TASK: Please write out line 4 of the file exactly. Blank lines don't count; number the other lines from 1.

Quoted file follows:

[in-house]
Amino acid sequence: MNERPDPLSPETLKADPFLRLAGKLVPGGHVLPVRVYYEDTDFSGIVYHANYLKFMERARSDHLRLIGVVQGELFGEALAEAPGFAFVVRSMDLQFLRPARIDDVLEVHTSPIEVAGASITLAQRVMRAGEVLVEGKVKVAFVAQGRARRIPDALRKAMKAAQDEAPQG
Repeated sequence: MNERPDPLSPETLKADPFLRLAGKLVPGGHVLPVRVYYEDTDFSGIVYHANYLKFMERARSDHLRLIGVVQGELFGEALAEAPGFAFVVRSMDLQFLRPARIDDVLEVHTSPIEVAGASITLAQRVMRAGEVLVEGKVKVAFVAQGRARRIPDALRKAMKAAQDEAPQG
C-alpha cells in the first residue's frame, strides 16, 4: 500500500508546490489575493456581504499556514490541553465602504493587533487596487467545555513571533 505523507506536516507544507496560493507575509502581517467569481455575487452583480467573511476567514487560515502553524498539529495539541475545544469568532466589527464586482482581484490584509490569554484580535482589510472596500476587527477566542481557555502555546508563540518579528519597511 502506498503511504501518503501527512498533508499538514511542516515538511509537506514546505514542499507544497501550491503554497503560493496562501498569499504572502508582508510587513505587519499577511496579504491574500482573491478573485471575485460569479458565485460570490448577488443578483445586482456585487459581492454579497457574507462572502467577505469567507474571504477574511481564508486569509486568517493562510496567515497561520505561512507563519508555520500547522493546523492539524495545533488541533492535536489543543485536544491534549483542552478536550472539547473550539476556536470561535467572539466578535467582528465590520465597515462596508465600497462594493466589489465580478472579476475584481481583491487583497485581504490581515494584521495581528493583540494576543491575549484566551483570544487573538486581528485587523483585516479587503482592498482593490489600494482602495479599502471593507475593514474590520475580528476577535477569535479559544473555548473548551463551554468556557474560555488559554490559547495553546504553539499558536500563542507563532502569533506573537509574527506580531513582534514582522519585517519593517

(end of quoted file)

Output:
C-alpha cells in the first residue's frame, strides 16, 4: 500500500508546490489575493456581504499556514490541553465602504493587533487596487467545555513571533 505523507506536516507544507496560493507575509502581517467569481455575487452583480467573511476567514487560515502553524498539529495539541475545544469568532466589527464586482482581484490584509490569554484580535482589510472596500476587527477566542481557555502555546508563540518579528519597511 502506498503511504501518503501527512498533508499538514511542516515538511509537506514546505514542499507544497501550491503554497503560493496562501498569499504572502508582508510587513505587519499577511496579504491574500482573491478573485471575485460569479458565485460570490448577488443578483445586482456585487459581492454579497457574507462572502467577505469567507474571504477574511481564508486569509486568517493562510496567515497561520505561512507563519508555520500547522493546523492539524495545533488541533492535536489543543485536544491534549483542552478536550472539547473550539476556536470561535467572539466578535467582528465590520465597515462596508465600497462594493466589489465580478472579476475584481481583491487583497485581504490581515494584521495581528493583540494576543491575549484566551483570544487573538486581528485587523483585516479587503482592498482593490489600494482602495479599502471593507475593514474590520475580528476577535477569535479559544473555548473548551463551554468556557474560555488559554490559547495553546504553539499558536500563542507563532502569533506573537509574527506580531513582534514582522519585517519593517